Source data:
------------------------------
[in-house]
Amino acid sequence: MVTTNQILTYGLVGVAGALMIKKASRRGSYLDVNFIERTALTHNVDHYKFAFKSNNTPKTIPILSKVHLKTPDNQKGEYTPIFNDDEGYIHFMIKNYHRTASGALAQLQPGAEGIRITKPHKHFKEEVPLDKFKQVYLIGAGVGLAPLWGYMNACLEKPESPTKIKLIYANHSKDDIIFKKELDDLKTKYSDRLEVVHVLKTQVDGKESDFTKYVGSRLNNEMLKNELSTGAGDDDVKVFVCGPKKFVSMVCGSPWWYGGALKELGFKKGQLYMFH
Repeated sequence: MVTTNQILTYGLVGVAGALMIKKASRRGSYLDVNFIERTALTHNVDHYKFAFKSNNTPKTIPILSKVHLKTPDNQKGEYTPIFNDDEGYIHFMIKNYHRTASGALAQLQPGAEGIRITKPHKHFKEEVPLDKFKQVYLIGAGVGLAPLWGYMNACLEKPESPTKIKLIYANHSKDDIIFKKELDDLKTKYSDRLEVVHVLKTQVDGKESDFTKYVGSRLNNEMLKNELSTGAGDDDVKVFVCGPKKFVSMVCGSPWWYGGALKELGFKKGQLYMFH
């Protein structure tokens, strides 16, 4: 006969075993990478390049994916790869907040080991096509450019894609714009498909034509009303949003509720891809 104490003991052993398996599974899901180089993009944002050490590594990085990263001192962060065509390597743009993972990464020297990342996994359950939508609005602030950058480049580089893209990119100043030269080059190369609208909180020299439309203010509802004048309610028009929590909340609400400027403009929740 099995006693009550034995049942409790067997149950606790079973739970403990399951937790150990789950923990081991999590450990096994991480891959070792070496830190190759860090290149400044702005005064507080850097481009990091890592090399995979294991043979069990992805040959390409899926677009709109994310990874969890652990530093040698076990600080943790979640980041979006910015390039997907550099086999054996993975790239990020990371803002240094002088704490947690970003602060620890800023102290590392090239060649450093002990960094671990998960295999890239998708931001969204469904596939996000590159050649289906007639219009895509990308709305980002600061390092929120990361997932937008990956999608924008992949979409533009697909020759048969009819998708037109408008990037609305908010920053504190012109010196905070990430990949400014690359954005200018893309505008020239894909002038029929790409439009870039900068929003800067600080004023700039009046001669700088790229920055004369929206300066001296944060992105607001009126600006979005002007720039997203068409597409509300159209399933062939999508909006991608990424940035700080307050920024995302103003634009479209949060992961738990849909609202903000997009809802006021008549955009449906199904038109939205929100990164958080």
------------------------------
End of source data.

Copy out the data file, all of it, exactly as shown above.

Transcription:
[in-house]
Amino acid sequence: MVTTNQILTYGLVGVAGALMIKKASRRGSYLDVNFIERTALTHNVDHYKFAFKSNNTPKTIPILSKVHLKTPDNQKGEYTPIFNDDEGYIHFMIKNYHRTASGALAQLQPGAEGIRITKPHKHFKEEVPLDKFKQVYLIGAGVGLAPLWGYMNACLEKPESPTKIKLIYANHSKDDIIFKKELDDLKTKYSDRLEVVHVLKTQVDGKESDFTKYVGSRLNNEMLKNELSTGAGDDDVKVFVCGPKKFVSMVCGSPWWYGGALKELGFKKGQLYMFH
Repeated sequence: MVTTNQILTYGLVGVAGALMIKKASRRGSYLDVNFIERTALTHNVDHYKFAFKSNNTPKTIPILSKVHLKTPDNQKGEYTPIFNDDEGYIHFMIKNYHRTASGALAQLQPGAEGIRITKPHKHFKEEVPLDKFKQVYLIGAGVGLAPLWGYMNACLEKPESPTKIKLIYANHSKDDIIFKKELDDLKTKYSDRLEVVHVLKTQVDGKESDFTKYVGSRLNNEMLKNELSTGAGDDDVKVFVCGPKKFVSMVCGSPWWYGGALKELGFKKGQLYMFH
């Protein structure tokens, strides 16, 4: 006969075993990478390049994916790869907040080991096509450019894609714009498909034509009303949003509720891809 104490003991052993398996599974899901180089993009944002050490590594990085990263001192962060065509390597743009993972990464020297990342996994359950939508609005602030950058480049580089893209990119100043030269080059190369609208909180020299439309203010509802004048309610028009929590909340609400400027403009929740 099995006693009550034995049942409790067997149950606790079973739970403990399951937790150990789950923990081991999590450990096994991480891959070792070496830190190759860090290149400044702005005064507080850097481009990091890592090399995979294991043979069990992805040959390409899926677009709109994310990874969890652990530093040698076990600080943790979640980041979006910015390039997907550099086999054996993975790239990020990371803002240094002088704490947690970003602060620890800023102290590392090239060649450093002990960094671990998960295999890239998708931001969204469904596939996000590159050649289906007639219009895509990308709305980002600061390092929120990361997932937008990956999608924008992949979409533009697909020759048969009819998708037109408008990037609305908010920053504190012109010196905070990430990949400014690359954005200018893309505008020239894909002038029929790409439009870039900068929003800067600080004023700039009046001669700088790229920055004369929206300066001296944060992105607001009126600006979005002007720039997203068409597409509300159209399933062939999508909006991608990424940035700080307050920024995302103003634009479209949060992961738990849909609202903000997009809802006021008549955009449906199904038109939205929100990164958080």